Special Reports

Air New Zealand: Flies An Amazing Journey Through The Southern Lights


The first ever commercial flight to view the spectacular Southern Lights in mid-air landed in New Zealand last Friday. It carried a total of 134 passengers, who eventually posted their amazing journeys on various social media sites.

Also known as the Aurora Australis, the Air New Zealand flight NZ1980 flew to a latitude of 62 degrees south, a guaranteed view of the natural light show. Classified as a Boeing 767-319(ER) aircraft, it took off from the South Island on Thursday (9:23 p.m.) for almost an eight-hour flight towards the heart of the Aurora.

According to The Guardian, the organizers are planning to make a second one next year. The source added that the majority of the passengers loved the rare "adventure". In fact, TVNZ reporter Mark Hathaway, who joined the travel, stated that the passengers spent around 4 hours of the flight viewing the Southern Lights.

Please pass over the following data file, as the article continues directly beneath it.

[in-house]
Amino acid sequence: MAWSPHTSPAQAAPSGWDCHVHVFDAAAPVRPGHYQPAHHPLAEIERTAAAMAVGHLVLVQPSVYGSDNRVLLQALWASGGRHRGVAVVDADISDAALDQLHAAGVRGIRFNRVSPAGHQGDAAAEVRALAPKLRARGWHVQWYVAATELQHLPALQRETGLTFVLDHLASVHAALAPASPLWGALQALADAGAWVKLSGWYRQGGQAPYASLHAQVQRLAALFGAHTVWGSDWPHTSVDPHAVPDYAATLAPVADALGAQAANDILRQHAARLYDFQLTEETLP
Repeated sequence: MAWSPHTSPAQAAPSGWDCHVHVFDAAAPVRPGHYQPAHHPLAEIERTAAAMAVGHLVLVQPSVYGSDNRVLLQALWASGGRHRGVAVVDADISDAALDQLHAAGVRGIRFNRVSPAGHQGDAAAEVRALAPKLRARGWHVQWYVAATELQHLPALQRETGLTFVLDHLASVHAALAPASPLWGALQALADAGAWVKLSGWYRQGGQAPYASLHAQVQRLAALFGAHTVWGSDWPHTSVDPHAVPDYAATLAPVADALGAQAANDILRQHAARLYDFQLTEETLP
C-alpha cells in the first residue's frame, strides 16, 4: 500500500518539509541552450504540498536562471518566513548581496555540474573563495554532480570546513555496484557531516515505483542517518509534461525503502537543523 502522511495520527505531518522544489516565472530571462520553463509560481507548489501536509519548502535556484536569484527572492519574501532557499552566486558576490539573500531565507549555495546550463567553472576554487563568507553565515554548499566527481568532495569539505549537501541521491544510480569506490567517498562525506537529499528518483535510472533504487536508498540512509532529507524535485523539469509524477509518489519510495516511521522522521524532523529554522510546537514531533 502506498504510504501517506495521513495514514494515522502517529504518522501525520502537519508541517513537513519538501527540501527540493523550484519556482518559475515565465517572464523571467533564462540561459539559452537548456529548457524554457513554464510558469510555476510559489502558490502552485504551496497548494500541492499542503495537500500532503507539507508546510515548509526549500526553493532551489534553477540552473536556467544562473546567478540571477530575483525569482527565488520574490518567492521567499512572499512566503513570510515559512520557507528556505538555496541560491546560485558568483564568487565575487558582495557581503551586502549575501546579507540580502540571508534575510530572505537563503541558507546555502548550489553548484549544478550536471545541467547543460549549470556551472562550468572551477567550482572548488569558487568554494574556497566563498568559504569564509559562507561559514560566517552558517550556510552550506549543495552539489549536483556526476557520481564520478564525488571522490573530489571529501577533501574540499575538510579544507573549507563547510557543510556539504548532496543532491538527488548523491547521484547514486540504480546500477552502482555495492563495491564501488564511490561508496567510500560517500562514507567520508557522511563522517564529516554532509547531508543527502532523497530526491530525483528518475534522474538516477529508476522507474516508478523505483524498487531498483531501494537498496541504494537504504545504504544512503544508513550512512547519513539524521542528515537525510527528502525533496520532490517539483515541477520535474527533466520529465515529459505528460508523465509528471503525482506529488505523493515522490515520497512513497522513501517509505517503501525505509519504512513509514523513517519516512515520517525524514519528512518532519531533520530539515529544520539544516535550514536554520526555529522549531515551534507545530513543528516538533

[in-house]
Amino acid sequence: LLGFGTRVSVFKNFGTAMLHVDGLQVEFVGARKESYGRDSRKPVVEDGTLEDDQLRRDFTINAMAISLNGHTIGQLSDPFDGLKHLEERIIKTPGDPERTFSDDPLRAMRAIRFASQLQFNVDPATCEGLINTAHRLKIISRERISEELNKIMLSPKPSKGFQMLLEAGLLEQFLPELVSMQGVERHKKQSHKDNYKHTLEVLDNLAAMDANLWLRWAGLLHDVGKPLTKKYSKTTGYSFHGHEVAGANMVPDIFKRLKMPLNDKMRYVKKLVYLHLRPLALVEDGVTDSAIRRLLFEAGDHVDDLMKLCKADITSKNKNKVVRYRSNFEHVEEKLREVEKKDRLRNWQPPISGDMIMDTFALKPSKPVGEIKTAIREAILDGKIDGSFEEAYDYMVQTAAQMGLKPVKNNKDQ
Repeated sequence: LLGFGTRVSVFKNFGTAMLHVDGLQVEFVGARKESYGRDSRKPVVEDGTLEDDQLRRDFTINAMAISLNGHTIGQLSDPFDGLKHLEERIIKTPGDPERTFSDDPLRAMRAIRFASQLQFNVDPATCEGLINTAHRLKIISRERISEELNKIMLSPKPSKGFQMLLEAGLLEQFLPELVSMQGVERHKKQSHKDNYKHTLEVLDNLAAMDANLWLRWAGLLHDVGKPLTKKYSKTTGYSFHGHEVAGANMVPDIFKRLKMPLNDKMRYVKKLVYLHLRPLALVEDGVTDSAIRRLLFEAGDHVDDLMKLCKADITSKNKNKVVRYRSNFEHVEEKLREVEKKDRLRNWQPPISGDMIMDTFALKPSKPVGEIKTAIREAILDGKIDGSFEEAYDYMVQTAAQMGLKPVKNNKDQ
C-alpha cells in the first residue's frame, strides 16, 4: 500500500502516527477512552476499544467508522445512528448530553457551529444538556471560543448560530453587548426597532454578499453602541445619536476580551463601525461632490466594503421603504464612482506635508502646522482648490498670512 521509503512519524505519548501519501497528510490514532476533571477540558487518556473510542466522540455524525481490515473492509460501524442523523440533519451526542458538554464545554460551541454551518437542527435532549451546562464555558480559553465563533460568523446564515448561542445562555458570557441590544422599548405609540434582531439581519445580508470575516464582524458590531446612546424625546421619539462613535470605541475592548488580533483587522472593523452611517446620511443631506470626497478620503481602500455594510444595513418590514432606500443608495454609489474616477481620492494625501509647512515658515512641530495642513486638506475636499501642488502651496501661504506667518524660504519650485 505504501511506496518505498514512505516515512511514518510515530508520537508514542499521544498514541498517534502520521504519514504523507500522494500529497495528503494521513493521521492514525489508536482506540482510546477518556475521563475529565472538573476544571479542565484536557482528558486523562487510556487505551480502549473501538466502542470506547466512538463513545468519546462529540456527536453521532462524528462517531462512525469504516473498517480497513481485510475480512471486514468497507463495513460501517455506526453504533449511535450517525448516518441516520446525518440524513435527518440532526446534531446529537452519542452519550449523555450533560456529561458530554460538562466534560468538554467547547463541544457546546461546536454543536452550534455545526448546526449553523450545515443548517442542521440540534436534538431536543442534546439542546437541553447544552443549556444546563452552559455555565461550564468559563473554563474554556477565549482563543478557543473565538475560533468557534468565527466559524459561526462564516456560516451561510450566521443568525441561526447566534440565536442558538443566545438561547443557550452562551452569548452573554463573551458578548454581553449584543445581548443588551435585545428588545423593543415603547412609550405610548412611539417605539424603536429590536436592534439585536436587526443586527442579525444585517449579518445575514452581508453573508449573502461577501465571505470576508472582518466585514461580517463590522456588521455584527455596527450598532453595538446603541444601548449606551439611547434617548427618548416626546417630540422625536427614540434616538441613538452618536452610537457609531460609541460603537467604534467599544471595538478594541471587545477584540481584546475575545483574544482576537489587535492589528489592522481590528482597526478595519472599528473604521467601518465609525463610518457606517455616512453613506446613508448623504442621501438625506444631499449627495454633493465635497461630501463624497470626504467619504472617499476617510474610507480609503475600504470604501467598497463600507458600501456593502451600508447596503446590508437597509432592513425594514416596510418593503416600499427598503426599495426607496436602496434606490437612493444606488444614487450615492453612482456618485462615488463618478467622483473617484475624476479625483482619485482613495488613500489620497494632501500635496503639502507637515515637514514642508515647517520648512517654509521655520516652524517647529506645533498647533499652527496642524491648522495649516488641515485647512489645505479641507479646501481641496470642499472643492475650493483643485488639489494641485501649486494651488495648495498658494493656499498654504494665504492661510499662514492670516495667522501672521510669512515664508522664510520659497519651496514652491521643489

For the record, the Aurora Australis and the Aurora Borealis (northern counterpart) occur when the Earth's magnetic field interacts with charged particles from the sun. The privileged passengers shared their photos with the hashtag #flightothelights. Some added the #nofilterneeded caption on Instagram.

Meanwhile, Astronomer Ian Griffin spearheaded the trip, which was announced in October 2016. Griffin is the director of the Otago Museum in Dunedin. Per Live Science, the tickets were sold in pairs, a window and adjacent seats to be specific. The economy price was NZ$3,950 (New Zealand dollars), or around $2,770 USD.

In the business class, the round-trip tickets were sold at a whopping NZ$8,500, or roughly $5,972 USD. Well, the slots were immediately out in just five days. For his part, Griffin said he had the idea to start a commercial flight to the Aurora Australis after he had a glimpse of it on board the Stratospheric Observatory for Infrared Astronomy (SOFIA).

SOFIA is a powerful NASA telescope attached to a Boeing 747.Griffin described the New Zealand flight as "absolutely brilliant." He ended that the trip felt like people were looking at a "green, streaky river" floating in the air.

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